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The latest Microsoft Windows Server 2016 Technical Preview 4 add an interesting new features in Hyper-V: Discrete Device Assignment.
This feature implement a “device passthrough” for virtual machines running on Hyper-V: users can now take some of the PCI Express devices in their systems and pass them through directly to a guest VM.
VMware users may recognize the VMDirectpath I/O introduced in VMware vSphere 4.0 (and virtual hardware 7) or on KVM. Now something similar will be available also in Hyper-V.
Funny, but something was already present in previous versions of Hyper-V: disks passthrough (like the RDM concept in vSphere), but also the SR-IOV for networking. Discrete Device Assignment is based on the same SR-IOV partitioning concepts!
But why should be useful this function?
One simple reason is access specific hardware for managing purporse or for performance reasons. Like several VSA (see for example the Nutanix solution) that on vSphere are using device passthrough instead of device virtualization.
Device like SSDs attached via NVMe can be many times faster than SSDs attached through SATA or SAS. And until there’s a full specification on how to do SR-IOV with NVMe, the only choice if you want full performance in a storage appliance VM is to pass the entire device through.
GPUs (graphics processors) are, similarly, becoming a must-have in virtual machines. And while what most people really want is to slice up their GPU into lots of slivers and let VMs share them, you can use Discrete Device Assignment to pass them through to a VM. GPUs are complicated enough, though, that a full support statement must come from the GPU vendor.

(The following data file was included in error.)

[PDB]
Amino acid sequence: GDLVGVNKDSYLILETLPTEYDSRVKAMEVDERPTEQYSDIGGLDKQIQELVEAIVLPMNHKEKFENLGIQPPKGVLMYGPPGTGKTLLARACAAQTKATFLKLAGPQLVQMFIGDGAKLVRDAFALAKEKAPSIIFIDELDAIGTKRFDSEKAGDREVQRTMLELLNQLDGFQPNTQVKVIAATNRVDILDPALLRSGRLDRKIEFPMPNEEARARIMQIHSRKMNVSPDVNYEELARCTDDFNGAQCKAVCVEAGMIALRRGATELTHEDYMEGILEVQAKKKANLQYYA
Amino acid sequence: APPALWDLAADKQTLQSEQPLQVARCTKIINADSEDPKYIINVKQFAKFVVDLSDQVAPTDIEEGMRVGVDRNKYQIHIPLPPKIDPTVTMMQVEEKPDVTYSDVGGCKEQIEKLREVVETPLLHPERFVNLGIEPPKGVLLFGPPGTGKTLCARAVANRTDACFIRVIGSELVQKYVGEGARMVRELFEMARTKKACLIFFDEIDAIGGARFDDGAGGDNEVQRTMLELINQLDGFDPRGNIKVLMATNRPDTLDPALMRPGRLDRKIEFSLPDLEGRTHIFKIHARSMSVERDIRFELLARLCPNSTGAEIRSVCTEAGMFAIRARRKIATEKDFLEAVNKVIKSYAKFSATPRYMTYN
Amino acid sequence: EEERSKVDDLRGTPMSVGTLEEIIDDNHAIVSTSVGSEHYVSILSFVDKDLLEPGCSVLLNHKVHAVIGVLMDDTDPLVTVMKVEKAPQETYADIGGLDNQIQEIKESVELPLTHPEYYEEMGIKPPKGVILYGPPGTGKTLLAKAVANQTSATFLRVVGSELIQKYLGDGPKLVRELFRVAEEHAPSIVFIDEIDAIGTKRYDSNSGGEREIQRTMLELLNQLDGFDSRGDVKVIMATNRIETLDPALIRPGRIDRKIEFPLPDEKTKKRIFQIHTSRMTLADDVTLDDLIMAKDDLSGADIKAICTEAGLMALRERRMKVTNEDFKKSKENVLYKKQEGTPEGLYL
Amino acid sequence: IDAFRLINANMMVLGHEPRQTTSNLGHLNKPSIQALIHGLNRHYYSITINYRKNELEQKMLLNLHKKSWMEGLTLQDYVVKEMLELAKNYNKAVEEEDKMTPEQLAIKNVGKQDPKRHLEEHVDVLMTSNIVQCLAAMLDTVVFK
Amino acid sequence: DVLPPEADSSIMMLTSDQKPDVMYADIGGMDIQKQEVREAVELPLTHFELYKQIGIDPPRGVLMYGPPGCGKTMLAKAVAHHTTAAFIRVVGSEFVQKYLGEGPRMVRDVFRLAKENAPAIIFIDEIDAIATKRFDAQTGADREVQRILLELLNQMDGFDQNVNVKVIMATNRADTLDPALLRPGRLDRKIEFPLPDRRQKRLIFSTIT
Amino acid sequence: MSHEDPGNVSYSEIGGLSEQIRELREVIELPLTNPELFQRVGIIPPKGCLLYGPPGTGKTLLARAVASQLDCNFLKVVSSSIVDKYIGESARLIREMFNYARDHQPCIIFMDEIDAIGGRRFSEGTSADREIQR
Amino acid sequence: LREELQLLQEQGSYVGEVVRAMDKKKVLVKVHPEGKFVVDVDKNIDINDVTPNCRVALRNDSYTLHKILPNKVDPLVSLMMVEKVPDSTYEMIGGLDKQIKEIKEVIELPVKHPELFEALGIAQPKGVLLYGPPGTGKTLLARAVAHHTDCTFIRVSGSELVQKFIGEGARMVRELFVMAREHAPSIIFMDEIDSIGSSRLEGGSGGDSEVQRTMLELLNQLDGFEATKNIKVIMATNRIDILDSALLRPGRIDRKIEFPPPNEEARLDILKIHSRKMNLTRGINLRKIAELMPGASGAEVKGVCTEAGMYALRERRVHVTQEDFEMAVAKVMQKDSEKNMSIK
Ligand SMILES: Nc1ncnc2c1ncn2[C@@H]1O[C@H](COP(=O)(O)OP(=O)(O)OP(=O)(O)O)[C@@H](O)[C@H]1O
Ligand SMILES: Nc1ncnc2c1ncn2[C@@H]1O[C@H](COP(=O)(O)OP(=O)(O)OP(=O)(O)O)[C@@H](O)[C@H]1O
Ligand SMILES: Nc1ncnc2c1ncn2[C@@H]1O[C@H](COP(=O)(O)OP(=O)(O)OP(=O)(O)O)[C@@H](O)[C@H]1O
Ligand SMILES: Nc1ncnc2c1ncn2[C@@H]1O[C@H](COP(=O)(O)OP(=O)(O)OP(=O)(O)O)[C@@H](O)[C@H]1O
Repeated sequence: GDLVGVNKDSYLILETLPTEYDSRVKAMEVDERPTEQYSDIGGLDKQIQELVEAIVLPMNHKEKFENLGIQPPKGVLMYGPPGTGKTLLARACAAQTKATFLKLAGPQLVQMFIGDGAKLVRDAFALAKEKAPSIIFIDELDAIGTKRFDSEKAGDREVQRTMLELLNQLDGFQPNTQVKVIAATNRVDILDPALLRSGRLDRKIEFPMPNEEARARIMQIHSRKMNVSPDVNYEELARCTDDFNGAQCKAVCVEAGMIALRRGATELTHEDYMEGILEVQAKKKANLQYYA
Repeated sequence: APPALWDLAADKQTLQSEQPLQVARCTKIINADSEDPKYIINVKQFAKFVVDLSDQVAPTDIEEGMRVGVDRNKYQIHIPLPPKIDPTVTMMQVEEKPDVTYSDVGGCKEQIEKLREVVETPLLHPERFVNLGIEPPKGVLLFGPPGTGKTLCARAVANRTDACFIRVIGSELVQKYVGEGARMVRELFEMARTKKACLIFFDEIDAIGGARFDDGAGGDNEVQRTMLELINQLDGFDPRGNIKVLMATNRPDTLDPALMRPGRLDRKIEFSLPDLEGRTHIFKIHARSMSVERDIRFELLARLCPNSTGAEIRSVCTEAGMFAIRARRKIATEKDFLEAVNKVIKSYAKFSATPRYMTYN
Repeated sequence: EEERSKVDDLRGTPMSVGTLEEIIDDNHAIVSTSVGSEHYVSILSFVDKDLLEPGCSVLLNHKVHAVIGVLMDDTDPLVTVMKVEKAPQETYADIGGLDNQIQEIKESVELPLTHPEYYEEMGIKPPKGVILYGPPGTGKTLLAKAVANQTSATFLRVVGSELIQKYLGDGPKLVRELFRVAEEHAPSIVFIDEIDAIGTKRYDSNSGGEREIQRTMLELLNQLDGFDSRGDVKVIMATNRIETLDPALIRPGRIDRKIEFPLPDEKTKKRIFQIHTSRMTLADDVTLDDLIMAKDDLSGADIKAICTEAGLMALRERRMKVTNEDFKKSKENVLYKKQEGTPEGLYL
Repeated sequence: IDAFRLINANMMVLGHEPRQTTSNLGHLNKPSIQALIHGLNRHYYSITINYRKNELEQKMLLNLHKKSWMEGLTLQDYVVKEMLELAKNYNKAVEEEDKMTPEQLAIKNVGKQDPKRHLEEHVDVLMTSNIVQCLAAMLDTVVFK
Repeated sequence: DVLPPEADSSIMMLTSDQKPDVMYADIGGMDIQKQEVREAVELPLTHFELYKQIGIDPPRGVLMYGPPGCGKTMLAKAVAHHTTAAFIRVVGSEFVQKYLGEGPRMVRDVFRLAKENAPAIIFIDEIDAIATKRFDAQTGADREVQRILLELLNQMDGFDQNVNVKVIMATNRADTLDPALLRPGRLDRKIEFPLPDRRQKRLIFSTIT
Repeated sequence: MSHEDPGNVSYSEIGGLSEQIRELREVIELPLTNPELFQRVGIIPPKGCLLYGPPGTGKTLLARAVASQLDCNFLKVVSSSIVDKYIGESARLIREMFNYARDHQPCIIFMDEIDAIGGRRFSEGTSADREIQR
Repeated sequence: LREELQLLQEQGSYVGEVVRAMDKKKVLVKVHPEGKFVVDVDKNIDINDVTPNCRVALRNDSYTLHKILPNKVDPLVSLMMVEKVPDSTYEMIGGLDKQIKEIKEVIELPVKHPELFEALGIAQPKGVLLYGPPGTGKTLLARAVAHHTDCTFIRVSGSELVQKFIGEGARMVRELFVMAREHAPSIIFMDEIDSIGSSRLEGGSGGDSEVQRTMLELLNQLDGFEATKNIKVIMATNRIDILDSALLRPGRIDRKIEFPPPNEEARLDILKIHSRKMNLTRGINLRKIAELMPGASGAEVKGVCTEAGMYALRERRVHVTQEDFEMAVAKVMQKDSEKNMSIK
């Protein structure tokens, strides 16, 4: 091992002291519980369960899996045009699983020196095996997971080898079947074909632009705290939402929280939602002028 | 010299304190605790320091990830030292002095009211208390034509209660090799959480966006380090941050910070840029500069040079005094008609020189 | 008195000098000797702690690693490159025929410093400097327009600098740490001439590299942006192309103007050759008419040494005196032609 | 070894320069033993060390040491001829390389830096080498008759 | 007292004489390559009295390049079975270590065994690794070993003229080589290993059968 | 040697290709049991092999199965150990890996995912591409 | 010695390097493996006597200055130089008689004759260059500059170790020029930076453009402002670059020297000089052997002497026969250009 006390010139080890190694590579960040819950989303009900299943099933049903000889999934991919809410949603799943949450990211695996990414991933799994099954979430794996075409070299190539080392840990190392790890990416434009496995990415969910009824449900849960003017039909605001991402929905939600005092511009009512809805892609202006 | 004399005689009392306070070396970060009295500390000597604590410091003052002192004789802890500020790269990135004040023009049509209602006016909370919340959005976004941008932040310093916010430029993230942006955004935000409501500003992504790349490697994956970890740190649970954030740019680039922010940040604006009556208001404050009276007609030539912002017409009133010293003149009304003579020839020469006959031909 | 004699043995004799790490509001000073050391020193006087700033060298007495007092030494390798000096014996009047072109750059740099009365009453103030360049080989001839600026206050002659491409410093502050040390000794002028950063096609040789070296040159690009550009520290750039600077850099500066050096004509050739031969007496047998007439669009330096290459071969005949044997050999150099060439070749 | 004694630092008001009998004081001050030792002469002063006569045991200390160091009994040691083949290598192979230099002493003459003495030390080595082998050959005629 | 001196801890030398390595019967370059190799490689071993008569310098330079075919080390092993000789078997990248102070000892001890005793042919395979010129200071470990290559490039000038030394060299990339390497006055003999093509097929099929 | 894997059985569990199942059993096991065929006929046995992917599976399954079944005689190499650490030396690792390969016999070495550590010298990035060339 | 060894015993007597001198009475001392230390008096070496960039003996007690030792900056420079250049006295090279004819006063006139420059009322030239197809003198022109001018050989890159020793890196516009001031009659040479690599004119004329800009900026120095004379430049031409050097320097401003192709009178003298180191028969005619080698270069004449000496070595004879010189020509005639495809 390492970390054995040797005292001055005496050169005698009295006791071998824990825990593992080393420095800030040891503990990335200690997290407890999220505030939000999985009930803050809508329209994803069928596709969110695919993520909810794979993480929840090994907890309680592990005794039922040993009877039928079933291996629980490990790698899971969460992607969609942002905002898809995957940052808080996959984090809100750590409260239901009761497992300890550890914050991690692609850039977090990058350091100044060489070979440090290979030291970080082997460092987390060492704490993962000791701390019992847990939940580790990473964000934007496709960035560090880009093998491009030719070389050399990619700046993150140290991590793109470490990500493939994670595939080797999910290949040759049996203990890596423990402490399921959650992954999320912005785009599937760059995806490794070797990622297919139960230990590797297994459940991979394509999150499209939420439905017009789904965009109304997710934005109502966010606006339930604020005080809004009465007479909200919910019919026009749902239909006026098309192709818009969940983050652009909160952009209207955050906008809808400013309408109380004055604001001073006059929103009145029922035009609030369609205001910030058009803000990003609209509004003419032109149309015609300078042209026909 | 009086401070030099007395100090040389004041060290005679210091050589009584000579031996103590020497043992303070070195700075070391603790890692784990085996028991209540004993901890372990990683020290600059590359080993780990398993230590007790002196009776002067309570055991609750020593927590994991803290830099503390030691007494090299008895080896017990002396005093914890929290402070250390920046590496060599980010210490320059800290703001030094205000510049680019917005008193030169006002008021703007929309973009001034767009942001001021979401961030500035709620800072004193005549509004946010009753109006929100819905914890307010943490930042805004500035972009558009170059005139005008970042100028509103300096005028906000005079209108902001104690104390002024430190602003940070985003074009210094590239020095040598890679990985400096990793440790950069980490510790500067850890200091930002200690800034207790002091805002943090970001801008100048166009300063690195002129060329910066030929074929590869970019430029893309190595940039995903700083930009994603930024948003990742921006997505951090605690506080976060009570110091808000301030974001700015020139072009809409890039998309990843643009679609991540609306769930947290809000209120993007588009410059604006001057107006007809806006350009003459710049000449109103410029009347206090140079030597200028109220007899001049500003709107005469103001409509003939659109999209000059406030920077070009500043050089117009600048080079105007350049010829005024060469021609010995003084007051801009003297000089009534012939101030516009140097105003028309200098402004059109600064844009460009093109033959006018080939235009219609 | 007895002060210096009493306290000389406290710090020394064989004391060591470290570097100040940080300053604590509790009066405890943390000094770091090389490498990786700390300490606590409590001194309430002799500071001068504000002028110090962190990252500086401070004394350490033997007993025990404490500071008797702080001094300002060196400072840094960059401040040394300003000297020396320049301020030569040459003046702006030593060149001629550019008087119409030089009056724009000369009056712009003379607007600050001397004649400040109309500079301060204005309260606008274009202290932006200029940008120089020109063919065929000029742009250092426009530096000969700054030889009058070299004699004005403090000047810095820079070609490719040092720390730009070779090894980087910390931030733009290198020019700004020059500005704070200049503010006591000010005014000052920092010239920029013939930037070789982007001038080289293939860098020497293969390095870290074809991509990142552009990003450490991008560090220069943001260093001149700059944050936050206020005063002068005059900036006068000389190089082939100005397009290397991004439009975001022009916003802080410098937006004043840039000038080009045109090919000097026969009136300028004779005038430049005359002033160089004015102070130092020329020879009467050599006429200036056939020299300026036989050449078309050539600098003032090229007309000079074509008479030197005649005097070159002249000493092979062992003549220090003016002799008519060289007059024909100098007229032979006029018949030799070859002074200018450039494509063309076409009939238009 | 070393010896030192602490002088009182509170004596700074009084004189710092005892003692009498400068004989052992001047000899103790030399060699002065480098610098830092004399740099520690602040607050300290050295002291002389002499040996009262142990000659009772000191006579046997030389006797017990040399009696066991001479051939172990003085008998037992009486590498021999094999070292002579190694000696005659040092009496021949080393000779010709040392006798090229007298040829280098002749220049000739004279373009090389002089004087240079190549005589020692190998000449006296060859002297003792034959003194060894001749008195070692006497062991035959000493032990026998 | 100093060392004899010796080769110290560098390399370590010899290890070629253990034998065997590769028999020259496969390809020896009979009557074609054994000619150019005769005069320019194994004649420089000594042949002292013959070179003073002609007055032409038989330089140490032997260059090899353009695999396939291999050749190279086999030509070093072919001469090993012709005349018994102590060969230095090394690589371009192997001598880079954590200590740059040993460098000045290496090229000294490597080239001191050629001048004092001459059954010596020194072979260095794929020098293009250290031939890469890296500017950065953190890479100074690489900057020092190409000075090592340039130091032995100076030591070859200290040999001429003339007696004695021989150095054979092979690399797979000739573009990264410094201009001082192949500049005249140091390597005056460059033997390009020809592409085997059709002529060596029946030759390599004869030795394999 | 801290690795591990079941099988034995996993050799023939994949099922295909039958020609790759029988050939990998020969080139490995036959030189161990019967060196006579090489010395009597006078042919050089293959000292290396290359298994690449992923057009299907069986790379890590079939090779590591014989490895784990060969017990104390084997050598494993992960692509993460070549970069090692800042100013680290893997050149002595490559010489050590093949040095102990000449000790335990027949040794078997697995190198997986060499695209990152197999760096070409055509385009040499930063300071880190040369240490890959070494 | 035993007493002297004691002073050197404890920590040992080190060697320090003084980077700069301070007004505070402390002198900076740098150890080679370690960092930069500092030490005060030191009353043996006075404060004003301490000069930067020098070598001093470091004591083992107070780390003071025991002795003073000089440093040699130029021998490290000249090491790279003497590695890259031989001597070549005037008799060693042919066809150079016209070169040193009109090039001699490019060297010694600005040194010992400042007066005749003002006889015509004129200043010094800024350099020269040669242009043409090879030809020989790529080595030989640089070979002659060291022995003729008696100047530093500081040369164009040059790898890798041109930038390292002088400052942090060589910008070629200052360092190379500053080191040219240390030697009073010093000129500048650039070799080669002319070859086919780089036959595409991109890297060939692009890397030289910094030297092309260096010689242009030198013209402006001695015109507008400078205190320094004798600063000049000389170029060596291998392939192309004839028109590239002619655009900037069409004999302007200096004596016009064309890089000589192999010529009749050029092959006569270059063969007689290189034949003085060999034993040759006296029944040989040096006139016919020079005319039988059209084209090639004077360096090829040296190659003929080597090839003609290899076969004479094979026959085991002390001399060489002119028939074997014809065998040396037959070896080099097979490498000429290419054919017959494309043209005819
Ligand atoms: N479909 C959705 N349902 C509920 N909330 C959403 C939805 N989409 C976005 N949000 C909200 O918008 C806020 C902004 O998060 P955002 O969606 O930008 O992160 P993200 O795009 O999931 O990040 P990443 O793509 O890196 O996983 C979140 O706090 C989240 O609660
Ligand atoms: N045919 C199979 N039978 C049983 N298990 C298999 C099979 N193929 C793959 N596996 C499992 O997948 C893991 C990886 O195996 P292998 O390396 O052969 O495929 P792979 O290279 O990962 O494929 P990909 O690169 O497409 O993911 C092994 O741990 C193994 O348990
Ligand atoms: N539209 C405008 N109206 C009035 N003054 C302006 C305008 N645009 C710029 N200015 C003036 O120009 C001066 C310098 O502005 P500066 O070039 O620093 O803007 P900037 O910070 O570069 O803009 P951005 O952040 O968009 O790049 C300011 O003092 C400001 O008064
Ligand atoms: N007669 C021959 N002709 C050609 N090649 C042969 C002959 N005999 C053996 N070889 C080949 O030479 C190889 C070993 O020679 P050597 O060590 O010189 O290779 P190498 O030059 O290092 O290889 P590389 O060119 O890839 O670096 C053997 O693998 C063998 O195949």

Other types of devices may work when passed through to a guest VM. Like USB 3 controllers, RAID/SAS controllers, and sundry other things. Many will work, but none will be candidates for official support from Microsoft, at least not at first, and you won’t be able to put them into use without overriding warning messages.
Note that Microsoft will not support Discrete Device Assignment in Hyper-V in Windows 10. Only Server versions of Windows support this. Unless the nested virtualization, this is must have for server virtualization, so the priority is on it.
- Discrete Device Assignment — Description and background
- Discrete Device Assignment — Machines and devices
- Discrete Device Assignment — GPUs
- Discrete Device Assignment — Guests and Linux